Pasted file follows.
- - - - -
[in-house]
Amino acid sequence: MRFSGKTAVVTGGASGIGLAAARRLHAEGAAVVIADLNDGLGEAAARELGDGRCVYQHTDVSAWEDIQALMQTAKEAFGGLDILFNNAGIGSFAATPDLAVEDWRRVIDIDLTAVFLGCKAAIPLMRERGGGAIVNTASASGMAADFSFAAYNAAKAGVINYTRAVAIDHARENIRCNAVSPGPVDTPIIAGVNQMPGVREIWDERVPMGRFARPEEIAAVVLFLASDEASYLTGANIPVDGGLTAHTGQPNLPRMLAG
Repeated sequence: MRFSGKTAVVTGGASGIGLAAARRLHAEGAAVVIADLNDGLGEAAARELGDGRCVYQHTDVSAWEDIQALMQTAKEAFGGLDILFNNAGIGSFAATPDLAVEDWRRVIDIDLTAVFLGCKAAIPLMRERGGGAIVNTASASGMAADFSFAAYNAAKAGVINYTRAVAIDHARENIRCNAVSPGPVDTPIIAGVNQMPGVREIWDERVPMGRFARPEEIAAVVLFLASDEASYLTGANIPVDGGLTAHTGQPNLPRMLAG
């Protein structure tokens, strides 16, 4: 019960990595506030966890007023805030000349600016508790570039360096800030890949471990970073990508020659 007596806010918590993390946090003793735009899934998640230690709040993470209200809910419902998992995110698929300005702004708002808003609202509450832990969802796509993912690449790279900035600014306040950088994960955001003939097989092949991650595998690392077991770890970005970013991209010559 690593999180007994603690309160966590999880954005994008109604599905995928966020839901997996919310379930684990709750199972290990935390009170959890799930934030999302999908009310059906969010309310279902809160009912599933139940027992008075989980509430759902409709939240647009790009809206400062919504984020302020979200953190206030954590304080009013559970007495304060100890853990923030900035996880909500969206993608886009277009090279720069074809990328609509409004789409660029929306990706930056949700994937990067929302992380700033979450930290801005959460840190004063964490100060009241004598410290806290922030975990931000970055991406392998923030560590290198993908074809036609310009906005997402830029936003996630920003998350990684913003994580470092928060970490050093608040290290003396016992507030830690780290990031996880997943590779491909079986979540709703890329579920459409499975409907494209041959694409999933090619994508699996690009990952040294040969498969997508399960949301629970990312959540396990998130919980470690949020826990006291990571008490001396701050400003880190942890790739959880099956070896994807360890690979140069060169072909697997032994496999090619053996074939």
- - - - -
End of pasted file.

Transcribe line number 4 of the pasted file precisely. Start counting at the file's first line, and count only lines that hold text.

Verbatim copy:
């Protein structure tokens, strides 16, 4: 019960990595506030966890007023805030000349600016508790570039360096800030890949471990970073990508020659 007596806010918590993390946090003793735009899934998640230690709040993470209200809910419902998992995110698929300005702004708002808003609202509450832990969802796509993912690449790279900035600014306040950088994960955001003939097989092949991650595998690392077991770890970005970013991209010559 690593999180007994603690309160966590999880954005994008109604599905995928966020839901997996919310379930684990709750199972290990935390009170959890799930934030999302999908009310059906969010309310279902809160009912599933139940027992008075989980509430759902409709939240647009790009809206400062919504984020302020979200953190206030954590304080009013559970007495304060100890853990923030900035996880909500969206993608886009277009090279720069074809990328609509409004789409660029929306990706930056949700994937990067929302992380700033979450930290801005959460840190004063964490100060009241004598410290806290922030975990931000970055991406392998923030560590290198993908074809036609310009906005997402830029936003996630920003998350990684913003994580470092928060970490050093608040290290003396016992507030830690780290990031996880997943590779491909079986979540709703890329579920459409499975409907494209041959694409999933090619994508699996690009990952040294040969498969997508399960949301629970990312959540396990998130919980470690949020826990006291990571008490001396701050400003880190942890790739959880099956070896994807360890690979140069060169072909697997032994496999090619053996074939």